Director: Richard Curtis
Cast: Tom Sturridge, Philip Seymour Hoffman, Bill Nighy, Kenneth Branagh, Jack Davenport, Tom Brooke, Rhys Darby, Nick Frost, Katherine Parkinson, Chris O'Dowd, Emma Thompson
MPAA Rating: (for language, and some sexual content including brief nudity)
Running Time: 1:56
Release Date: 10/13/09
Review by Mark Dujsik
I suppose Pirate Radio is meant to engender the spirit of rock 'n' roll in us. The closest the movie comes to a rebellious statement is in naming one of its British government officials "Twatt." Forgive me if I don't want to throw on the Who and start ranting against the Establishment after that bit of scathing criticism.
The soundtrack is probably the best thing about Pirate Radio (some song choices, though, are too cute for their own good), which is to the spirit of rock what water is to a shot of clear liquor. Some might think it's the real thing until they get a taste, and then they'll realize they've been sold a fraud.
It's bland, pretty humorless, and says nothing worth saying on the subject of fighting censorship and freedom of speech in a toothless fashion, because it's too busy letting a cast of interchangeably quirky characters be quirky because that's what we expect from a British comedy about characters with quirks, I guess.
It's so derivative that even the title doesn't matter. It comes to North America as Pirate Radio after playing, I learn from the IMDb, in the UK as The Boat That Rocked, in France as Good Morning England, and, possibly my favorite, on DVD in Greece as Radio... Waves. I'll let that one sink in for a moment before we move on.
You've returned for a breakdown of the plot: In 1966, British rock music was arguably at its peak, but the British government hardly played it over the radio... waves. In reality, this is because there was the BBC in the United Kingdom and nothing else, and when you have limited channels broadcasting, everything's probably going to get the short end of the stick at some point.
Writer/director Richard Curtis instead says it was essentially a government conspiracy from politicians who didn't like the "low morals" of the music. A bunch of boats appeared offshore of the island to broadcast (all kinds of music including) rock and roll (in an attempt to make money off of advertising time for already wealthy business men), and (conservative) members of the British government, like Alistair Dormandy (Kenneth Branagh) in the movie, wanted to shut it down (alleging the use of wavelengths already reserved for others, a danger to shipping, the hijacking of a WWII defense fort during which someone was killed, and) because of low moral standing.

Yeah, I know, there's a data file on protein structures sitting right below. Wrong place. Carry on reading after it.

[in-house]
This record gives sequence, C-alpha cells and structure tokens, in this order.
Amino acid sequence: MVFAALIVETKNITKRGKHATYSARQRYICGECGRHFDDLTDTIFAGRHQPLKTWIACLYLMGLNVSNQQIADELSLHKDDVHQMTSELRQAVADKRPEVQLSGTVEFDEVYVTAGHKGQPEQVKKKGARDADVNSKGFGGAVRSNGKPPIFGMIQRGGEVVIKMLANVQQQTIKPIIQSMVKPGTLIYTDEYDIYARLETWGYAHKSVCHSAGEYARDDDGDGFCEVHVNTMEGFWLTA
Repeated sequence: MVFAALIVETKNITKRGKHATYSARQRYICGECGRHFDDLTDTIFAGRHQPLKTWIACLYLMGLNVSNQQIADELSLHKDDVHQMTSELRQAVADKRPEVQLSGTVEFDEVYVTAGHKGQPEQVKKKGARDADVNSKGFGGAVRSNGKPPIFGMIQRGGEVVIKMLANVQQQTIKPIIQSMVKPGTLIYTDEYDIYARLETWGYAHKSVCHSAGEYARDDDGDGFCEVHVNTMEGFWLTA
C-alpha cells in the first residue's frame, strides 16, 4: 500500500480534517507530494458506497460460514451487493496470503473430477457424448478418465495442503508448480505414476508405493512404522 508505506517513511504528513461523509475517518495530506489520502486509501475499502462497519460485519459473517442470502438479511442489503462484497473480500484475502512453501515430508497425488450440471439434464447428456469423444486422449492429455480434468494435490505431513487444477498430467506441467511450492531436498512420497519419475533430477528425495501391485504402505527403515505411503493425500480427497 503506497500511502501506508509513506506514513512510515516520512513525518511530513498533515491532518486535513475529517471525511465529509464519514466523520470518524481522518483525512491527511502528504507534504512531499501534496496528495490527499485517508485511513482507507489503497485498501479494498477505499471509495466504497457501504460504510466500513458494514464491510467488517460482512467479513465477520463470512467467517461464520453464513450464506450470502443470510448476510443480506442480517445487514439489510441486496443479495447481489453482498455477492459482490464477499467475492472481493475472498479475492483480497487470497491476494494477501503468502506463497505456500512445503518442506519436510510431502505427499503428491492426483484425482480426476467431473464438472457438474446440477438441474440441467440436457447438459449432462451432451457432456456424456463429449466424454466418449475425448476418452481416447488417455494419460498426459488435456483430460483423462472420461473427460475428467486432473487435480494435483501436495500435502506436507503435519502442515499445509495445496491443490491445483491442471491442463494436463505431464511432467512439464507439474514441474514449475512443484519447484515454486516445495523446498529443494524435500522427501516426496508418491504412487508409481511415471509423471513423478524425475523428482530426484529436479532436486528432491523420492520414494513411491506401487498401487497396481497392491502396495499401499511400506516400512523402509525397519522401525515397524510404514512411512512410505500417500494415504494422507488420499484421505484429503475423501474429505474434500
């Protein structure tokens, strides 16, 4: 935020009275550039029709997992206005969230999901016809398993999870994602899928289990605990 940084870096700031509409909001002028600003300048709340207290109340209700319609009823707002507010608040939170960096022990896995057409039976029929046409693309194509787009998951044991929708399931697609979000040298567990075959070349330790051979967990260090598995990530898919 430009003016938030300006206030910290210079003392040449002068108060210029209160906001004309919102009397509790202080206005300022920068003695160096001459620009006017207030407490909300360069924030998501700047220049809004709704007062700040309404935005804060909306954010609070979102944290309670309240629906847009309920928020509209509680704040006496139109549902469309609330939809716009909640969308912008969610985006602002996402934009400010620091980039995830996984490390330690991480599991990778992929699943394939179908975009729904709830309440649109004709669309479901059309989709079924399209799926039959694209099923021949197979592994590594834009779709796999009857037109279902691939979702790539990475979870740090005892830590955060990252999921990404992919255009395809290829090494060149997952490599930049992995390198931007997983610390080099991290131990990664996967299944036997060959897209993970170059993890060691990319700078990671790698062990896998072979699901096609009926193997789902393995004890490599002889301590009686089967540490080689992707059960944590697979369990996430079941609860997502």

Let's allow Curtis to have his premise and go on from there. One of these nautical broadcasting booths is Radio Rock, where young Carl (a bland Tom Sturridge) goes after he's been expelled from school. He meets a bunch of quirky British blokes, and a woman (who's a lesbian—so quirky, that) and an American DJ named the Count (Philip Seymour Hoffman).
They all have quirky names that get to the heart of their quirks. There's Thick Kevin (Tom Brooke), who's, well, a bit thick, and the movie has no problem showing and telling us that over and over and over again. There's Big, Bad Dave (Nick Frost), who's a bigger guy and is bad because he tries to swap Carl into one of his sexual escapades (Why not get Carl his own girl?) and sleeps with a girl with whom Carl's smitten.
There are others, too, but they disappear and randomly appear so frequently that one character appears at breakfast and no one on screen knows who he is. It's played as a joke, but I don't think Curtis realizes it works better as a joke at the movie's expense for us, who frequently feel the same way, too.
Branagh is funny for a bit, rolling his Rs, rhyming, and alliterating, but his character becomes such a caricature that it's painful (Christmas dinner with his family especially so). The joke of his co-conspirator's name being "Twatt" (Jack Davenport) stops being funny the moment before Branagh says it for the first time.
Only Bill Nighy, as the station's financial backer, stands as a bright spot. He even manages to make funny the old joke about the good news being that the boat is sinking and everyone will die.
The rest of Pirate Radio is a jumbled mess. Curtis hints at the end that the actions of pirate stations like these led to the present-day state of half a million radio stations playing pop and rock music all day, and since we know that's hogswallop, they apparently did nothing.He also says that rock 'n' roll hasn't been doing too badly in the past 40 years, which makes me wonder: Has Richard Curtis listened to a modern pop or rock station in the last decade?
Copyright © 2009 by Mark Dujsik. All rights reserved.
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